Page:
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Toxicol Appl Pharmacol. 1988 Nov;96(2):347-59.

MPTP and MPTP analogs induced cell death in cultured rat hepatocytes involving the formation of pyridinium metabolites.

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Section on Drug Tissue Interaction, National Heart, Lung, and Blood Institute, Bethesda, Maryland 20892.


MPTP (1-methyl-4-phenyl-1,2,3,6-tetrahydropyridine) which has been shown to produce a Parkinson-like syndrome in humans and monkeys also causes cell death in cultures of rat hepatocytes. Treatment of cells with MPTP or its metabolite MPP+ (1-methyl-4-phenyl pyridinium ion), resulted in leakage of lactic acid dehydrogenase and 14C-labeled adenine nucleotides, as well as marked depletion of ATP and glutathione. Deprenyl, a specific inhibitor of monoamine oxidase-B, the enzyme catalyzing the oxidation of MPTP into MPP+, blocked the lethal effect of MPTP, but gave no protection from MPP+-induced cell death. The 4'-fluoro and 4'-chloro analogs of MPTP evoked toxicities similar to that of the parent compound, while N-butyl-PTP, 4'-amino-MPTP, and 2'-methyl-MPTP were relatively less toxic. N-Acetylamino-MPTP was found virtually nontoxic. The cell death produced by these analogs was also associated with leakage of [14C]adenine nucleotides, which is an indicator of loss of ATP from cells. All these compounds except the N-acetylamino analog were converted to corresponding pyridinium metabolites by liver cells when analyzed by high-pressure liquid chromatography and plasma desorption mass spectrometry. MPTP and its analogs also served as substrates for rat liver mitochondrial monoamine oxidase to varying degrees. Toxicity of various analogs, with the noticeable exception of 2'-methyl-MPTP, was inhibited by deprenyl. These findings indicate that the conversion of MPTP and its analogs to corresponding pyridinium metabolites is essential for the expression of toxicity.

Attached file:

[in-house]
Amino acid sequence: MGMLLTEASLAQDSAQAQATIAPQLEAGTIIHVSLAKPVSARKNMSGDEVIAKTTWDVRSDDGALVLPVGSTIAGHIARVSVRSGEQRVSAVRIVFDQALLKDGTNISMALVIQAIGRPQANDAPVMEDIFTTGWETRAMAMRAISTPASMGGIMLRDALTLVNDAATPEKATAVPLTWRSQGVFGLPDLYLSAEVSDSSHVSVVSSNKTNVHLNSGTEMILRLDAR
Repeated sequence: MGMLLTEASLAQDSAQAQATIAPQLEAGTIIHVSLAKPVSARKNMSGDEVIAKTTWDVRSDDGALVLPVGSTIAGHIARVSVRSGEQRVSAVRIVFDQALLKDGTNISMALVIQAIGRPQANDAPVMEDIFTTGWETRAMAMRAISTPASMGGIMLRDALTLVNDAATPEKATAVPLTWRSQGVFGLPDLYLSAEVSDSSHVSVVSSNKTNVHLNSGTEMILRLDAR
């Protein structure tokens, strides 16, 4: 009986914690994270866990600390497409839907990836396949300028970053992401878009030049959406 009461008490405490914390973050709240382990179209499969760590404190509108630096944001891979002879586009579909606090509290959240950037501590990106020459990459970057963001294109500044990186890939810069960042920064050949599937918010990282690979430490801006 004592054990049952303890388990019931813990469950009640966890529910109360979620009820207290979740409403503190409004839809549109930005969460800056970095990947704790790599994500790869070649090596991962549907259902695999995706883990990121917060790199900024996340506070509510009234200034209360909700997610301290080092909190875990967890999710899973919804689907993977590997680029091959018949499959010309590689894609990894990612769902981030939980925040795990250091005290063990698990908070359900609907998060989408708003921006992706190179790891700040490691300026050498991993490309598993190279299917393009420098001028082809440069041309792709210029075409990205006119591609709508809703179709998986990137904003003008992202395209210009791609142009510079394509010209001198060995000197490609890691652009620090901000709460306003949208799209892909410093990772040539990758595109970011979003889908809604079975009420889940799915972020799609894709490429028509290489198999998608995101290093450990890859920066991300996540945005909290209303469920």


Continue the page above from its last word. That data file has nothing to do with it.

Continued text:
[Indexed for MEDLINE]

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